Customer Reviews: Stella Adler on America's Master Playwrights: Eugene O'Neill, Thornton Wilder, Clifford Odets, William Saroyan, Tennessee Williams, William Inge, Arthur Miller, Edward Albee
Your Garage Best Books of the Month Amazon Fashion Learn more Discover it Recess Monkey Explore Premium Audio Fire TV Stick Sun Care Patriotic Picks Shop-by-Room Amazon Cash Back Offer AnnedroidsS3 AnnedroidsS3 AnnedroidsS3  Amazon Echo  Echo Dot  Amazon Tap  Echo Dot  Amazon Tap  Amazon Echo Introducing new colors All-New Kindle Oasis UniOrlando Segway miniPro STEM

Your rating(Clear)Rate this item

There was a problem filtering reviews right now. Please try again later.

on September 2, 2012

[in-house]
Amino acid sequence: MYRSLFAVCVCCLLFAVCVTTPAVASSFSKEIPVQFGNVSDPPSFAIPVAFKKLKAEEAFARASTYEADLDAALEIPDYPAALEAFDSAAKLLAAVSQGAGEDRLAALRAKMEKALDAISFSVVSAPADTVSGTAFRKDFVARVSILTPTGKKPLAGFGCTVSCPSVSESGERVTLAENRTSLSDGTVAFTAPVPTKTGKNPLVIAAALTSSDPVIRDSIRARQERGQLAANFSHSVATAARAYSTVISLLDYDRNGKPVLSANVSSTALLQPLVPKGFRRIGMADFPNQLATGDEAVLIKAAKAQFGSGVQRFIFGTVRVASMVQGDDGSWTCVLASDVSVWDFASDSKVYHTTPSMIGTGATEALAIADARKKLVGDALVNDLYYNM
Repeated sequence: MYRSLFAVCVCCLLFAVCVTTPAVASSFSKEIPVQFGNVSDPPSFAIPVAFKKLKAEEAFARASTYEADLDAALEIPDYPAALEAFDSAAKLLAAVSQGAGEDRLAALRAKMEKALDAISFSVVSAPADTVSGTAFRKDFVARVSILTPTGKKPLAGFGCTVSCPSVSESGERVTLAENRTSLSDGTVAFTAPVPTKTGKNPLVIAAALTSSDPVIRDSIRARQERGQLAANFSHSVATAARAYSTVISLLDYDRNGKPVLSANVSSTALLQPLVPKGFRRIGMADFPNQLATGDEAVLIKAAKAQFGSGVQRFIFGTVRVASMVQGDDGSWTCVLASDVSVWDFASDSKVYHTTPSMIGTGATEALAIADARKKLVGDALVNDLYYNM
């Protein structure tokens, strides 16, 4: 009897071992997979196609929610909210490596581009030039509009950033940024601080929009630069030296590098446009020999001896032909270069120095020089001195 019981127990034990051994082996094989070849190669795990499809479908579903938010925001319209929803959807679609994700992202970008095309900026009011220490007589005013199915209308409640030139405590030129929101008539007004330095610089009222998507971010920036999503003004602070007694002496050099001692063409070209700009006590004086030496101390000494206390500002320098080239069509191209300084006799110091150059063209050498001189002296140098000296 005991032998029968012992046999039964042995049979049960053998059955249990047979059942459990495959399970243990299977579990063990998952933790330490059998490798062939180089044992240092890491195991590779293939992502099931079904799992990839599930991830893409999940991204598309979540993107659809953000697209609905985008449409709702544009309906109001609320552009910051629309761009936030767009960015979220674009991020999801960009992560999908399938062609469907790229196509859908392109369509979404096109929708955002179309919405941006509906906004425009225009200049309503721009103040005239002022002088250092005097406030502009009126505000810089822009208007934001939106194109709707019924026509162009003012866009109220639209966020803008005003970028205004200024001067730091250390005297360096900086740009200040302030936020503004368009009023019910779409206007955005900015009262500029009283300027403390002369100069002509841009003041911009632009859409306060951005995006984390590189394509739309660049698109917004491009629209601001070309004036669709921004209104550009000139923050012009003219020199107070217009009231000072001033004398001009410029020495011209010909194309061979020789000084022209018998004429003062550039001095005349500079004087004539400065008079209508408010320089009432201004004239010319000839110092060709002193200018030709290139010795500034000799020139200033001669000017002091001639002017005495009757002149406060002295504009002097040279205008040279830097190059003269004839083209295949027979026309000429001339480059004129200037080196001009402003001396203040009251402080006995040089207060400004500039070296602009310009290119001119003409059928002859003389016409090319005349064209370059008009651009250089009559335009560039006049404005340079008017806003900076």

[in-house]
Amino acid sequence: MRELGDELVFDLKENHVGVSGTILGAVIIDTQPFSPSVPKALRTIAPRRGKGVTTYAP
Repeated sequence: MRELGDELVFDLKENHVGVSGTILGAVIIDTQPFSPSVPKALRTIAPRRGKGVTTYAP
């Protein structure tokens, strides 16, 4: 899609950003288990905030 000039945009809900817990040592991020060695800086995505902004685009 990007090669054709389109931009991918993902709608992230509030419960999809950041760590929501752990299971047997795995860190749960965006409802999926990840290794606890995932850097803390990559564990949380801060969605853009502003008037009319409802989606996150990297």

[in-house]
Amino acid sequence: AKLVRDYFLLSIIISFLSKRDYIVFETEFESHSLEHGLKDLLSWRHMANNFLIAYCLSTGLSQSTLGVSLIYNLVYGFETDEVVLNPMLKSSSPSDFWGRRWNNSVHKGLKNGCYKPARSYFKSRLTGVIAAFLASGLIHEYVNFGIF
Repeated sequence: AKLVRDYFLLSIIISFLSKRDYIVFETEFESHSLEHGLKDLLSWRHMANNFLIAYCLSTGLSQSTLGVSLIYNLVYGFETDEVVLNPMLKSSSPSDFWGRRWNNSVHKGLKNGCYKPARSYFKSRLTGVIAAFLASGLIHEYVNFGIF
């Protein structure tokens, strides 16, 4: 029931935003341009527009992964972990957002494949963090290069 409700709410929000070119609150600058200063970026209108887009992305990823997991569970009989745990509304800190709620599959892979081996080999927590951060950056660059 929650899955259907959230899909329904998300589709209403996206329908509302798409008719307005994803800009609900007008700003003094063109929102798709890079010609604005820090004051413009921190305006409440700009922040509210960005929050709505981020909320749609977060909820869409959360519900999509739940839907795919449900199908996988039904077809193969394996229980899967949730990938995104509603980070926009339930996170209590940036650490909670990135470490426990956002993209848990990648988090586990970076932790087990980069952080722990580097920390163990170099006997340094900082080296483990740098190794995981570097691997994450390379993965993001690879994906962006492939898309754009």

Stella Adler was a force in the American theater, a larger than life actress, acting coach, the only American actress to have studied with Stanislavski, the mentor of Marlon Brando, the wife of Harold Clurman. This book, edited from the transcripts of lectures she gave to students in California, is more than a series of lessons on how to perform the plays of America's greatest playwrights--O'Neill, Miller, Williams, Inge, Odets and Albee--it is also an invaluable history book of a country's ideals and dreams, mistakes and suppressions, and how they found expression through the handful of dramatists who managed somehow to have their voices heard on the commercial stage of Broadway. Adler contends that to gain the American dream of fame and success a writer or an actor must know his or her country's history: when and why these classic plays were written, who were the men who had the courage to speak out, and how they reflected their moment in American time. She encourages her student actors to be big, big as the country, to make the theater a forum for unpleasant truths rather than escapism and mindless entertainment, In the course of these talks, Stella is never too modest to remind you how bright, talented, sexy and irresistible she was; how he knew everyone who was anyone, and what she said to them and they said to her. Those who are not actors will delight in the backstage gossip, and the sense of excitement all those bright young people of her generation felt because they sincerely believed that their voices, their theater, would change the world. Reading the book, you are left with the feeling that once upon a time giants walked, if not the earth, at least on that stretch of New York City where plays were performed and people paid to learn about themselves. Those days may be over. Those who remember them or wish for their return will find no better guide book to America's golden age of theater than this amazing document of a life fully lived.